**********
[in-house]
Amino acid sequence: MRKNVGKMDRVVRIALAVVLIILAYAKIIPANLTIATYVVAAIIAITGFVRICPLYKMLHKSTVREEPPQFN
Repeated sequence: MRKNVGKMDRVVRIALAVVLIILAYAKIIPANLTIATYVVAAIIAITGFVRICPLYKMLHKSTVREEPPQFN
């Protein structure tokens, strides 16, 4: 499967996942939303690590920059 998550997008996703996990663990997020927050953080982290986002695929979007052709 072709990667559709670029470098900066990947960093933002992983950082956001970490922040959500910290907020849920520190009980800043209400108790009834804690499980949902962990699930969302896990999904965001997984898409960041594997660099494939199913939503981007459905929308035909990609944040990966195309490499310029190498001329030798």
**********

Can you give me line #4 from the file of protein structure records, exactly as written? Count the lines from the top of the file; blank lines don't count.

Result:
């Protein structure tokens, strides 16, 4: 499967996942939303690590920059 998550997008996703996990663990997020927050953080982290986002695929979007052709 072709990667559709670029470098900066990947960093933002992983950082956001970490922040959500910290907020849920520190009980800043209400108790009834804690499980949902962990699930969302896990999904965001997984898409960041594997660099494939199913939503981007459905929308035909990609944040990966195309490499310029190498001329030798």